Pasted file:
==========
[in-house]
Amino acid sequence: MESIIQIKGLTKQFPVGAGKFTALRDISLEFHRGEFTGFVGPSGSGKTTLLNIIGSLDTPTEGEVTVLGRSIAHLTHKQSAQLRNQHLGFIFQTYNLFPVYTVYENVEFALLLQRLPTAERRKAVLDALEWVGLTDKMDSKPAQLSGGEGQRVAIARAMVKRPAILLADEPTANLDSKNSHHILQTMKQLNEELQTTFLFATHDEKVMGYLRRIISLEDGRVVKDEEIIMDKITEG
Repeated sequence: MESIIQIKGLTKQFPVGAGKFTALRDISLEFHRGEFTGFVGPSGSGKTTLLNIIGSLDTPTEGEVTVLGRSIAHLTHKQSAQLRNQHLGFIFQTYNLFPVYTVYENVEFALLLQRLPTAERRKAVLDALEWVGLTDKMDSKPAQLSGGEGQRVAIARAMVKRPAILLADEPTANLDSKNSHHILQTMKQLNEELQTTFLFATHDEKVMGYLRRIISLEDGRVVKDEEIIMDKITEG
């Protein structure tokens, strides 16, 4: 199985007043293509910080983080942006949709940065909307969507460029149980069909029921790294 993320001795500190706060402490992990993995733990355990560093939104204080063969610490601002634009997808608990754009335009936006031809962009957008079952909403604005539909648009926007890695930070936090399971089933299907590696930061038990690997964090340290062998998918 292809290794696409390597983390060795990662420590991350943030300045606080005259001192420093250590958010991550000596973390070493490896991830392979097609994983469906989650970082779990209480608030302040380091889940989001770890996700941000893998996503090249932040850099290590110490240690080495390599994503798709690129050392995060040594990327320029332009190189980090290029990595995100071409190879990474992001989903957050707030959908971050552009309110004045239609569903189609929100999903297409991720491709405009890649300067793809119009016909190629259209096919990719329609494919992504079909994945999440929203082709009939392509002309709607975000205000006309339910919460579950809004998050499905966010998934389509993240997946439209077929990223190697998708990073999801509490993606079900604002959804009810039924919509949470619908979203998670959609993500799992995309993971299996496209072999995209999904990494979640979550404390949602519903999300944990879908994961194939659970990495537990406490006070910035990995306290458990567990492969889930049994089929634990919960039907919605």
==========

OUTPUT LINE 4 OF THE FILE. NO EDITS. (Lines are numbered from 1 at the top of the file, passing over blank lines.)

């Protein structure tokens, strides 16, 4: 199985007043293509910080983080942006949709940065909307969507460029149980069909029921790294 993320001795500190706060402490992990993995733990355990560093939104204080063969610490601002634009997808608990754009335009936006031809962009957008079952909403604005539909648009926007890695930070936090399971089933299907590696930061038990690997964090340290062998998918 292809290794696409390597983390060795990662420590991350943030300045606080005259001192420093250590958010991550000596973390070493490896991830392979097609994983469906989650970082779990209480608030302040380091889940989001770890996700941000893998996503090249932040850099290590110490240690080495390599994503798709690129050392995060040594990327320029332009190189980090290029990595995100071409190879990474992001989903957050707030959908971050552009309110004045239609569903189609929100999903297409991720491709405009890649300067793809119009016909190629259209096919990719329609494919992504079909994945999440929203082709009939392509002309709607975000205000006309339910919460579950809004998050499905966010998934389509993240997946439209077929990223190697998708990073999801509490993606079900604002959804009810039924919509949470619908979203998670959609993500799992995309993971299996496209072999995209999904990494979640979550404390949602519903999300944990879908994961194939659970990495537990406490006070910035990995306290458990567990492969889930049994089929634990919960039907919605």